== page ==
Tomatoes can be a tricky plant to grow, but nothing compares to the taste of a juicy red tomato that you grew yourself. Whether you’re an experienced gardener or just getting started, tomatoes are well worth including in any garden. Because tomatoes are prone to a few issues, it’s best to understand the process and pick up some tips so that you can grow the perfect tomatoes.
When starting your plants from seed, make sure to give each seedling plenty of room to grow. Usually, this means thinning the seeds to one strong plant per pot. Plant only two or three seeds in each pot and then snip the smaller, weaker growths to ensure only the strongest in the pot survives. Once the best seedlings grow their first true leaves, transfer them into their own larger pots.
When planting your tomatoes, pick the sunniest spot that you can. Tomatoes suck up sunlight almost as much as they take in water. Ideally, tomatoes should receive at least seven hours of bright, direct sunlight each day. If this isn’t possible, use some form of artificial plant lighting for 14 to 18 hours every day. Young plants should be only a few inches away from the grow lights. You’ll have to adjust the lights or the plants as they grow to maintain this distance.
Tomato plants require a breeze to help them build stronger stems. If you start your plants outside, this occurs naturally. However, when starting your tomato seeds inside, you need to create a breeze for them. The easiest way to do this is by turning a small fan on them for five to 10 minutes a couple of times each day. People who don’t have access to a fan can gently rub a hand back and forth across the stems for a few minutes throughout the day.
Up-and-coming tomato growers often make the mistake of planting their tomatoes in soil that is too cold. Tomatoes love warmth, so you’ll need to make sure to warm the soil using a plastic cover for a couple of weeks before planting the tomato seeds. When planting them outside, dig a hole about a foot deep and fill it with manure or compost for some additional heat. Ideally, your planting soil should be between 60 and 65 F.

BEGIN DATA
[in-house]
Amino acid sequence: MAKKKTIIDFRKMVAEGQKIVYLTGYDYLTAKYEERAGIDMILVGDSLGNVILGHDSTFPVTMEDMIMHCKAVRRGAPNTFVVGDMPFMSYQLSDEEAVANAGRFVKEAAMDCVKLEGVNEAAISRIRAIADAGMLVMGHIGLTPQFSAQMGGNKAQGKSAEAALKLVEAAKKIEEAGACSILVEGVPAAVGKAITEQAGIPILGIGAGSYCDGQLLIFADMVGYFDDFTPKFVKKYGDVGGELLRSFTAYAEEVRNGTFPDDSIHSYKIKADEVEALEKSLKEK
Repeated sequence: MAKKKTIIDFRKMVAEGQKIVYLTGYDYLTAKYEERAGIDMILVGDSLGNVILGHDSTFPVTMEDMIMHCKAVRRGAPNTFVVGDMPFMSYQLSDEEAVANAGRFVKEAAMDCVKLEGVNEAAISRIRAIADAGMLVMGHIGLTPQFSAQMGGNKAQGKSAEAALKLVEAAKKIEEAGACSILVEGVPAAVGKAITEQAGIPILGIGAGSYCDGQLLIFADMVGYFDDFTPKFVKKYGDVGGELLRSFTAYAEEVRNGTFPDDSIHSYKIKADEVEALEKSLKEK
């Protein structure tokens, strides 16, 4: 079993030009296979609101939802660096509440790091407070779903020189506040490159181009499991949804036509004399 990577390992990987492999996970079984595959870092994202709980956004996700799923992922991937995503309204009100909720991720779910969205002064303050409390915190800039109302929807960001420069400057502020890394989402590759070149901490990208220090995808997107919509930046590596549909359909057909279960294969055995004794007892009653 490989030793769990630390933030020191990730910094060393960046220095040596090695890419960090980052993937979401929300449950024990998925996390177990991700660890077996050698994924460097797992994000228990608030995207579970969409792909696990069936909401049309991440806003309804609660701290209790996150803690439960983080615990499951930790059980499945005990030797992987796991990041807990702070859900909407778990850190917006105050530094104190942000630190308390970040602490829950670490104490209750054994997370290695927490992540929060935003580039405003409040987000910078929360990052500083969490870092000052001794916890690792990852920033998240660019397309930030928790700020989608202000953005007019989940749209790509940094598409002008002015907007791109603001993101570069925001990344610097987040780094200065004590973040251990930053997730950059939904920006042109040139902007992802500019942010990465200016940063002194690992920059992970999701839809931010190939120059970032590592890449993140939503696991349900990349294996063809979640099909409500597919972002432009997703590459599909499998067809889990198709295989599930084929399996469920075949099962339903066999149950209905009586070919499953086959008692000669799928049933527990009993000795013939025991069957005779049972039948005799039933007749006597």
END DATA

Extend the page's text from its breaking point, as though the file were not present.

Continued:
Once the soil is warm, don’t forget to mulch. Not only does this help conserve moisture, but it also keeps diseases from affecting your tomatoes while keeping the soil warm. Almost any mulch will work, but some popular options are grass clippings, straw, shredded leaves, plastic, or newspaper. Interestingly, red plastic mulch seems to increase fruit yields by up to 20%. Over-mulching can cut off vital water and oxygen from the tomatoes. A mulch layer of two or three inches is ideal.
Most plants require planting in a shallow hole, but not tomatoes. Once your tomatoes have grown a bit, you need to plant them so that most of the plant is underground, with only the topmost leaves staying visible. You can do this with a deep hole or by digging a trench and laying the tomato plant sideways. Some gardeners will remove all of the branches and leaves that will stay below the soil line to reduce the risk of diseases harming the plant.
After a tomato plant has grown a respectable amount, you’ll begin seeing small suckers developing in the joint between each stem. Suckers don’t bear fruit and are only taking energy away from the plant. Pinch these using your fingers or a pair of pruning shears. If you’re growing determinate varieties of tomato, don’t prune your plants. They only produce fruit on the ends of their branches, so pinching or clipping them means you’ll have a significantly smaller yield.
As the tomatoes grow, the leaves closest to the ground get the least amount of airflow and sun. They also are the most prone to fungal diseases that can damage the entire plant. Once your tomatoes reach about three feet tall, prune the leaves from the bottom foot. Be careful not to over prune. Tomatoes gain their flavor during photosynthesis, and removing too many leaves can lead to fewer and less sweet tomatoes.
Tomatoes are some of the thirstiest fruits you can grow. Water deeply and regularly, especially when the fruits are developing. Irregular watering schedules can lead to rot, cracking, and splitting, so make sure to keep to your routine. A general rule is to give your plants an inch or two of water every week, but you may need to provide more during hot and dry parts of the year. As the fruits ripen, slowly use less water to produce a better flavor. Using too little water will still damage the plant, so use your best judgment.
Ultimately, your fruits’ ripeness is beyond your control. You can help them slightly, but it’s mostly a waiting process. Pinching and pruning can help indeterminate varieties of tomatoes, but they tend to grow tall before sprouting fruits, which can take a couple of months. Picking ripe tomatoes can encourage the plant to produce more. Determinate tomatoes ripen all at once, so you don’t have to do much. However, weather conditions can prevent them from ripening or cause a condition known as blossom drop, where plants set flower blossoms that dry up and “drop” before the fruits form.